However, the use of equations of state to determine Z-factors has grown in popularity as computing capabilities have improved. Equations of state represent the most complex method of calculating Z-factor, but also the most accurate. A variety of equations of state have been developed to describe gas mixtures, ranging from the ideal EOS (which yields only one root for the vapor and poor predictions at high pressures and low temperatures), cubic EOS (which yields up to three roots, including one for the liquid phase), and more advanced EOS such as BWR and AGA8.

Hall K., and Yarborough, L. (1973), “A New Equation of State for Z-factor Calculations”, Oil and Gas Journal, June 1973, pp. 82-92.

Dranchuk, P. and Abou-Kassem, J. (1975), “Calculation of Z-factors for Natural Gases Using Equations-of-State”, JCPT, July-September 1975, p. 34-36.

Standing, M. and Katz, D. (1942), “Density of Natural Gases”, Trans. AIME, v. 146, pp. 140-149.

Specific gravity is defined as the ratio of fluid density to the density of a reference substance, both defined at the same pressure and temperature. These densities are usually defined at standard conditions (14.7 psia and 60°F). For a **condensate**, oil or a liquid, the reference substance is *water*:

$${\gamma}_{o}=\frac{{({\rho}_{0})}_{sc}}{{({\rho}_{w})}_{sc}}$$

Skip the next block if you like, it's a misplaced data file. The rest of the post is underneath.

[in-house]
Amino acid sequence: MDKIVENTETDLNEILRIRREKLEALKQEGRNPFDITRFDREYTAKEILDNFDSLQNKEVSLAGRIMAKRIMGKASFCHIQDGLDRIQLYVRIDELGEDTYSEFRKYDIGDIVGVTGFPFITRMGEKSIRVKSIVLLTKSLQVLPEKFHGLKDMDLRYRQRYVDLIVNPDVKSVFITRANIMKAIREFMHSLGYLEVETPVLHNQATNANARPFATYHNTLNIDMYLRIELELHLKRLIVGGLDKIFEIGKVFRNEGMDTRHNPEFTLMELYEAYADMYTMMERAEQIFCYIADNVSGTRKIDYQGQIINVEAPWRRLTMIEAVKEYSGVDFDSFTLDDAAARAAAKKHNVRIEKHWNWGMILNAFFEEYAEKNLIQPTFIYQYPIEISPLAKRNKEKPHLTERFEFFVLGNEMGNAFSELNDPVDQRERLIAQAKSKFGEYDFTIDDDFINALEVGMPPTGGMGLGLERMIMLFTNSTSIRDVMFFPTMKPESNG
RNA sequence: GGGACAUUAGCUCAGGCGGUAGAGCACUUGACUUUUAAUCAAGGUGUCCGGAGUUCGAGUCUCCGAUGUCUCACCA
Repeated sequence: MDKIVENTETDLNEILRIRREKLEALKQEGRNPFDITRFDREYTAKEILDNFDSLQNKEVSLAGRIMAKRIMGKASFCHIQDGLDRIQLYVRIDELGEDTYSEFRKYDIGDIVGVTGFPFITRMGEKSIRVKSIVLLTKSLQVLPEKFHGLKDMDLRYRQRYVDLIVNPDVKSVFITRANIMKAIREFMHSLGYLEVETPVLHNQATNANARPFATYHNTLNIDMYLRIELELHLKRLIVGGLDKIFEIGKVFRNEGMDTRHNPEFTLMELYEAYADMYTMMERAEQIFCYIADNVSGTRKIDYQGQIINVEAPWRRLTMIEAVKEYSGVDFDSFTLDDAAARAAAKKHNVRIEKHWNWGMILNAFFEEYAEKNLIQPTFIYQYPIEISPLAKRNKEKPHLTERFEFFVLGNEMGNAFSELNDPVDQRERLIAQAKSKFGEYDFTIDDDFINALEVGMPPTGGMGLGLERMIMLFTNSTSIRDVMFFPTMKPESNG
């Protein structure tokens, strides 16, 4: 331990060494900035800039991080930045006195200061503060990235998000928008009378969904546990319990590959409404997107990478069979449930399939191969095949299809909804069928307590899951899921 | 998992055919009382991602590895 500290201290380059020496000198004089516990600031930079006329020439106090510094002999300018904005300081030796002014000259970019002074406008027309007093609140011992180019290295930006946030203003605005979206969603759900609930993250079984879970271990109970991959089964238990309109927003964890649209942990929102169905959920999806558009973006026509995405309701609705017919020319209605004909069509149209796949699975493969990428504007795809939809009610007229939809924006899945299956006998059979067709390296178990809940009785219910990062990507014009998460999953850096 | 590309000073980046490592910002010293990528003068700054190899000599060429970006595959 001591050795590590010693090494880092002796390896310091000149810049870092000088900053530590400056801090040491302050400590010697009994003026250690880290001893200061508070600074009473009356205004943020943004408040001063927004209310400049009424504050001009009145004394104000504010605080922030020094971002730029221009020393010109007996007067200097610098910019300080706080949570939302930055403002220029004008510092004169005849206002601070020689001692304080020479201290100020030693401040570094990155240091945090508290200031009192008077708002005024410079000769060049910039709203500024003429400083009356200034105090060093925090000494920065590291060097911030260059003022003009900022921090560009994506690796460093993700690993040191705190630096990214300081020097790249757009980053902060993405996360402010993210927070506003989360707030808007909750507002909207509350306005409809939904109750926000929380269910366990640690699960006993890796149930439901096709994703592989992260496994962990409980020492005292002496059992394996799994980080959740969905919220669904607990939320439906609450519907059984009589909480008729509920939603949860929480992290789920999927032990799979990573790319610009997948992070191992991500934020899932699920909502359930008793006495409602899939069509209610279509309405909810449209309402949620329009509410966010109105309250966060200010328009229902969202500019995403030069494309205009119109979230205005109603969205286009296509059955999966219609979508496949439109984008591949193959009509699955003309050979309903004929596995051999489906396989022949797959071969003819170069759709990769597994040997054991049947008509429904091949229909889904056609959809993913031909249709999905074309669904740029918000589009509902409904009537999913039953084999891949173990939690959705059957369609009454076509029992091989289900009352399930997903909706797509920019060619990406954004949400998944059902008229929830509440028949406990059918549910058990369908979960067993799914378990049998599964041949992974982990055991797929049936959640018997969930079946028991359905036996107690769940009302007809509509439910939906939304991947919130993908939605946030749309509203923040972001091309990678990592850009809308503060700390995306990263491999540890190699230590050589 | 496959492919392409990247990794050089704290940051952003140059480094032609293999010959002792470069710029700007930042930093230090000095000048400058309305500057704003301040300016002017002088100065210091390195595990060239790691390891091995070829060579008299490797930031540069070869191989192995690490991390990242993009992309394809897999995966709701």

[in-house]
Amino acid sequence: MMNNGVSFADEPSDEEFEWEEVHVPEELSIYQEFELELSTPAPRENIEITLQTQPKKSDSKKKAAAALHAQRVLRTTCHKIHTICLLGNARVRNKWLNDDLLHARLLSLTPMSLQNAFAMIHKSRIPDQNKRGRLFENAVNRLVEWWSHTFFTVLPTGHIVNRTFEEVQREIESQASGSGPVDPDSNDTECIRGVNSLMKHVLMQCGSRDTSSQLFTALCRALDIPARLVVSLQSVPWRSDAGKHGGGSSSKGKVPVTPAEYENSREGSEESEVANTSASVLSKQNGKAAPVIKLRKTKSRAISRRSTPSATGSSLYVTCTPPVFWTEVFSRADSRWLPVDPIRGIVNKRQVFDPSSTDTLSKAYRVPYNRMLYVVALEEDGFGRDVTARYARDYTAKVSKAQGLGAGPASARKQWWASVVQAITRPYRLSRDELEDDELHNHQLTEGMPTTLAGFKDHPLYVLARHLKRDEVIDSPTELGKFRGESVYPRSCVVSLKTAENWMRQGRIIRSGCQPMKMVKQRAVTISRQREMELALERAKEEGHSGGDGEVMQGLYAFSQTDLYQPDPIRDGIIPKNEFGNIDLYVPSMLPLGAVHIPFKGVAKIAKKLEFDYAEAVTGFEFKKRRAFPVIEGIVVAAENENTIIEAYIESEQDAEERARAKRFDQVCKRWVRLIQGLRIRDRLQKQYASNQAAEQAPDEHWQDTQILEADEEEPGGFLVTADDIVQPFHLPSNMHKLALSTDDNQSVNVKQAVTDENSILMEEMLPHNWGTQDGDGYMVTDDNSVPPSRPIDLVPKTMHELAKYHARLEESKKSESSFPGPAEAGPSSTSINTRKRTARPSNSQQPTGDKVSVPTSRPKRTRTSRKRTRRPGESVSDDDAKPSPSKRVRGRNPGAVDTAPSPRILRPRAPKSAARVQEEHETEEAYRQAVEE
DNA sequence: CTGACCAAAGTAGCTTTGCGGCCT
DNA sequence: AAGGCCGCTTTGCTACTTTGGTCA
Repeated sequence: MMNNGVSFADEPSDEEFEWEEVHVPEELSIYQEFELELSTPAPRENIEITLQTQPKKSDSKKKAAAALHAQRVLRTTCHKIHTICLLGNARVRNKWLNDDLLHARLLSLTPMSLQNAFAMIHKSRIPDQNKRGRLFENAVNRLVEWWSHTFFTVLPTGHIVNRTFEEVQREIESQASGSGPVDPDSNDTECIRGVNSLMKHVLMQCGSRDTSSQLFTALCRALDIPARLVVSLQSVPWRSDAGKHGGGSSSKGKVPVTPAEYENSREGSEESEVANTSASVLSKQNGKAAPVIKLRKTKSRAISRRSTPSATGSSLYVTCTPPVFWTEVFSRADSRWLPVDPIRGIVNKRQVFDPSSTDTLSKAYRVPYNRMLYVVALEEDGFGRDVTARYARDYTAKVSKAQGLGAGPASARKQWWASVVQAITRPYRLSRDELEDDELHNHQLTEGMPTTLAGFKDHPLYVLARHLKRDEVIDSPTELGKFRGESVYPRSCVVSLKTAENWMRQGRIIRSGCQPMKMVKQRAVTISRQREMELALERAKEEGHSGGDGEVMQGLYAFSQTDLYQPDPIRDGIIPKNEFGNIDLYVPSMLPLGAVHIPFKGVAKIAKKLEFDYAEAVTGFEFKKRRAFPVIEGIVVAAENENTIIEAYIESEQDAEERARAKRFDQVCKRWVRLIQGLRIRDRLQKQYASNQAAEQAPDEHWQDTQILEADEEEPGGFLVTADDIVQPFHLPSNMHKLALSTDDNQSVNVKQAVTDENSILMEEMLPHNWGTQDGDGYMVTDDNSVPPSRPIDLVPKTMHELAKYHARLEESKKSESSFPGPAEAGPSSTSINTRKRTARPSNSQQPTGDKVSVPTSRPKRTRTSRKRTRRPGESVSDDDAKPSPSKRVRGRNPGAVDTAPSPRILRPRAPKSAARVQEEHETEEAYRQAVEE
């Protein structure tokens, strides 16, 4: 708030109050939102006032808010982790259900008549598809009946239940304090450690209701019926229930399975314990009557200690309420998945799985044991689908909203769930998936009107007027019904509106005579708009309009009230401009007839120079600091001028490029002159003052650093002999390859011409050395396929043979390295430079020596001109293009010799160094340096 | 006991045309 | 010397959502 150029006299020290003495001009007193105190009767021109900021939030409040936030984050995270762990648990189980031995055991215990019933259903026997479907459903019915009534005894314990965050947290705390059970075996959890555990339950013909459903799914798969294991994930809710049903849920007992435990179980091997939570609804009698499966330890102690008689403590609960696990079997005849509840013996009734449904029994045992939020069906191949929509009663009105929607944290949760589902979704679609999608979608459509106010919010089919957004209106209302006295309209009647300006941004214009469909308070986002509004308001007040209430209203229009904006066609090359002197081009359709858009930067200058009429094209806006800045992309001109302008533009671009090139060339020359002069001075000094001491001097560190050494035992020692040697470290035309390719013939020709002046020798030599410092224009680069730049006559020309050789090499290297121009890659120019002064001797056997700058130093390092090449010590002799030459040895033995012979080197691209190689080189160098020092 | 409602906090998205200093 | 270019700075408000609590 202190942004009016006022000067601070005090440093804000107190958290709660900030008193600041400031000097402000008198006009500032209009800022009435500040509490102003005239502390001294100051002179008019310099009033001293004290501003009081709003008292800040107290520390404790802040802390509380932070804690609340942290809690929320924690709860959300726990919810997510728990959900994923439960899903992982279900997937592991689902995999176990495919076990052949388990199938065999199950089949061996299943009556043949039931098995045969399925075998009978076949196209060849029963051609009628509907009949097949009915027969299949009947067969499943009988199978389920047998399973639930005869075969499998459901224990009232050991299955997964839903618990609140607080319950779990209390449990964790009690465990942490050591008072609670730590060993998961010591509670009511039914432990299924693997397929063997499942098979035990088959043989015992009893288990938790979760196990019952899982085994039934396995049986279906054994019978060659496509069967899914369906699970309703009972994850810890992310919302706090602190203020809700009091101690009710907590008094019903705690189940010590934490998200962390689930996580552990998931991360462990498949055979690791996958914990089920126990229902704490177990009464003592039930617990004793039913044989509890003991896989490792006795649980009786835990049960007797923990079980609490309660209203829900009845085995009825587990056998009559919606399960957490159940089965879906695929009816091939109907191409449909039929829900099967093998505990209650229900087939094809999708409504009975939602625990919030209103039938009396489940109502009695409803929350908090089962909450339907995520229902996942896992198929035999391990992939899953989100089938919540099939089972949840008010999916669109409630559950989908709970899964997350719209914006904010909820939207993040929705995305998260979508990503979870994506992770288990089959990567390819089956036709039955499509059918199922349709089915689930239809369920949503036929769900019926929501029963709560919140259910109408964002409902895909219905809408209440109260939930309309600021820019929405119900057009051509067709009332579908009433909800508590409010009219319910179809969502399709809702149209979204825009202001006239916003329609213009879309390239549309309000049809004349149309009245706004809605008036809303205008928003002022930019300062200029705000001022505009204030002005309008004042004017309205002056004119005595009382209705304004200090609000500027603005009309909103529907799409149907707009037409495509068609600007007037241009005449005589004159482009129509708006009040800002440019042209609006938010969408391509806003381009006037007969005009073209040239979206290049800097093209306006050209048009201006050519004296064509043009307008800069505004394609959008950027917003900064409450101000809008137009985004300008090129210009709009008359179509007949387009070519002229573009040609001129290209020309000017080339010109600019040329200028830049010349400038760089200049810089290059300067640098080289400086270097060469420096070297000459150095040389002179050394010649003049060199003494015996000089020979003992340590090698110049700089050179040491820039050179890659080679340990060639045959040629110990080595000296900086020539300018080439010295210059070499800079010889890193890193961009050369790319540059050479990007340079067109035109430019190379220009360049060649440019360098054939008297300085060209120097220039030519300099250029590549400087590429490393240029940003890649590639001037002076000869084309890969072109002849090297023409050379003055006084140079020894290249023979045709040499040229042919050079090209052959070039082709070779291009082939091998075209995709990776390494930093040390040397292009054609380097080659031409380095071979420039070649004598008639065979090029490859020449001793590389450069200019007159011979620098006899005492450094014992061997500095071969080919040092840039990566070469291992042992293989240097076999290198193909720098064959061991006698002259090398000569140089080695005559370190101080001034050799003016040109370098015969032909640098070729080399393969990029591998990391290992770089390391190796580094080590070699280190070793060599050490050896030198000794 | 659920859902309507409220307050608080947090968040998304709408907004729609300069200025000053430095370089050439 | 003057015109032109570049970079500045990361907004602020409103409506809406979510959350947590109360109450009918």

The value of water density at standard conditions is 62.4 lbm/ft^{3} approximately. For a **natural gas**, or any other gas for this matter, the reference substance is *air*:

$${\gamma}_{g}=\frac{{({\rho}_{g})}_{sc}}{{({\rho}_{air})}_{sc}}$$

Or, equivalently, substituting Equation (18.2) evaluated at standard conditions (${Z}_{sc}\approx 1$ for most gases),

$${\gamma}_{g}=\frac{M{W}_{g}}{M{W}_{air}}$$

where the value of the molecular weight for air is MW_{air} = 28.96 lbm/lbmol. Specific gravity is nondimensional because both numerator and denominator have the same units.

Petroleum and Natural Gas Engineers also use another gravity term which is called API gravity. It is used for liquids (e.g., condensates) and is defined as:

$$\xb0API=\frac{141.5}{{\gamma}_{o}|{}_{sc}}-131.5$$

By definition (see Equation 18.3), the specific gravity of water is unity. Therefore, water has an API gravity of 10. The API gravity of 10 is associated with very heavy, almost asphaltic, oils. Light crude oils have an API greater than or equal to 45°. *Condensate* gravities range between 50° and 70° API. Liquid condensates are normally light in color.